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Foundation Matters

A Bold and Impactful Preservation Project: Charleston’s Historic Naval Base

Posted: August 25, 2021

Charleston Naval Base 1942 Welding Assemby Shop

Navy Yard Charleston to Preserve Charleston’s Historic Naval Base

Historic Charleston Foundation (HCF) is proud to partner with Navy Yard Charleston (NYC) as it embarks on a multi-decade master redevelopment plan for the former Charleston Naval Base, located on the west bank of the Cooper River six miles north of downtown Charleston. Not only will this redevelopment project shine brightly as an example of adaptive reuse and design-forward placemaking, but the project will also honor the people and naval history that made the Base a focal point of the Lowcountry region for nearly a century.

The Navy Yard Charleston development team is committed to preserving the local character, architectural detail, and history of the Naval Base campus throughout all phases of the development. One of the development team’s first initiatives is an oral history documentation project to capture the diverse stories of the people who lived and worked at the former base throughout the 20th century. This oral history project, produced by our friends at Thesis Content (see teaser video here), will ultimately be archived at HCF. The oral histories will provide a snapshot into life on the Base from its beginning in 1901, during which time the Charleston region was still suffering from post-Civil War economic depression to its closure in 1996. As the Base expanded operations over the years, so did the Charleston economy and civilian employment opportunities. The Naval Base was a major force in boosting the Charleston economy and was vital to military operations during World Wars I and II, the Korean, Vietnam, and Cold Wars. The number of servicemen and women living and working on the base fluctuated between wars and with the needs of the Navy as did the number of civilians employed at the base. At its height in 1983 when the Naval Base was the third largest naval home port in the United States, the Base employed approximately 36,700 people, including Naval and civilian personnel, through its closure in 1996. Imagine the breadth of stories that can be told from the points of view of the men and women who were connected to the Base during world wars, economic booms and busts, and the growth of America’s military might.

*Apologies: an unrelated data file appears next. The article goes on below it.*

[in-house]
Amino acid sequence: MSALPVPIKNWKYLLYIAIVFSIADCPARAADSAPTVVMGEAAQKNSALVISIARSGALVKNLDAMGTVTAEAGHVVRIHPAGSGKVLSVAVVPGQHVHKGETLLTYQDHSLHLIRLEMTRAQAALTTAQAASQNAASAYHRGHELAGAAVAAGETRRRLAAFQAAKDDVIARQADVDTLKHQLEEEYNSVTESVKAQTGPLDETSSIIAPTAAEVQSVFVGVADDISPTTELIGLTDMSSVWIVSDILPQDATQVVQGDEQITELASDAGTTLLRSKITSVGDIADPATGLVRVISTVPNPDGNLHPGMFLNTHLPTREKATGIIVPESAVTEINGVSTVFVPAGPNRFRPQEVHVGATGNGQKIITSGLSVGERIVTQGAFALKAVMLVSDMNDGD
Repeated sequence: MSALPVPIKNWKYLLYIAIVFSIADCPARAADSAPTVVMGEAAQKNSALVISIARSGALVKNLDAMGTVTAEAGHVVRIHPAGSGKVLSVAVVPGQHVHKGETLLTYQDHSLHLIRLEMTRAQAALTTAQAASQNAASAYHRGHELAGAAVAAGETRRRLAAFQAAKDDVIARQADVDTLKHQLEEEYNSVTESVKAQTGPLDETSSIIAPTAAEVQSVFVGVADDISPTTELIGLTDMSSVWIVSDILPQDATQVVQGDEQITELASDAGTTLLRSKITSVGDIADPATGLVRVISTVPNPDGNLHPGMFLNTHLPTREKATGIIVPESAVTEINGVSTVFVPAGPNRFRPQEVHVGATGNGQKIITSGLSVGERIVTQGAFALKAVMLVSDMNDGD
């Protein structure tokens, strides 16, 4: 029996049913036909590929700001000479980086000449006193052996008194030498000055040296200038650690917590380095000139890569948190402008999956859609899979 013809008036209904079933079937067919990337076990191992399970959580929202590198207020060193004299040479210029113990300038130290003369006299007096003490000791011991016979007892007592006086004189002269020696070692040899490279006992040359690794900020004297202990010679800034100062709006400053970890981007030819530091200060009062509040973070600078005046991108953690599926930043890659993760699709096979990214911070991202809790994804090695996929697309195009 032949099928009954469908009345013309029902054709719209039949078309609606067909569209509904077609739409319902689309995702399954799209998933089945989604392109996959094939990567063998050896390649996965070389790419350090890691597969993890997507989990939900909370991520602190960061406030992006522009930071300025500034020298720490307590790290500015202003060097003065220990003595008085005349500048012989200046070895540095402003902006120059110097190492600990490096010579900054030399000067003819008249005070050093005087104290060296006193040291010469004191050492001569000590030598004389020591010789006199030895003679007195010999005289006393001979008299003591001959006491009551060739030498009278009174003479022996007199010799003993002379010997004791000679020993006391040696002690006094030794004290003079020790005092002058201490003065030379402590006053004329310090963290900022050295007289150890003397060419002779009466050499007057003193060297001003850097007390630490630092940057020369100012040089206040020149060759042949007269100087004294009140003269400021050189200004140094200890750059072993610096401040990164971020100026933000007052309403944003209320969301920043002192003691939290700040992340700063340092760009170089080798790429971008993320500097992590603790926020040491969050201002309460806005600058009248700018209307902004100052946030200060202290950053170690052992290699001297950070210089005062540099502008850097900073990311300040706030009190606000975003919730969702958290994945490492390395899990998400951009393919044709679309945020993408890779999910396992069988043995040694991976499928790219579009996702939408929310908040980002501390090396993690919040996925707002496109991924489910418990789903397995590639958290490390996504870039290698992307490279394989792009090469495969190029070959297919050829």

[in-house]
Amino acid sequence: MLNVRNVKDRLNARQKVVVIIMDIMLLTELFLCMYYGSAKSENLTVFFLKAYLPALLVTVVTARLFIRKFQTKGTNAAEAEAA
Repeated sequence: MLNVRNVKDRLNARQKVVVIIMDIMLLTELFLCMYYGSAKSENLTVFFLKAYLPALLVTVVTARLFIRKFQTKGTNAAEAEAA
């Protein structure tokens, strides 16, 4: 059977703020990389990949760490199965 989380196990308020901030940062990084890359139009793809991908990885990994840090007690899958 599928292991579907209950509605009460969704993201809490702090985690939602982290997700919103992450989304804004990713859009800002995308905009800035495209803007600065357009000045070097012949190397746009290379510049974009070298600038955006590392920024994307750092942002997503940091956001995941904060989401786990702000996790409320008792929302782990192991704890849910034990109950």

HCF will also be documenting the process as the NYC team works through their master plan and begins the first phase of this amazing redevelopment. They will rehabilitate over time an array of significant buildings representing millions of square feet for mixed use that have been lying fallow since the base closed in 1996. There is no question that this bold project will be one of the most impactful preservation efforts in the Lowcountry, and we are thrilled to be a part of it. Keep a look out for upcoming progress on the documentaries and additional events in the fall!

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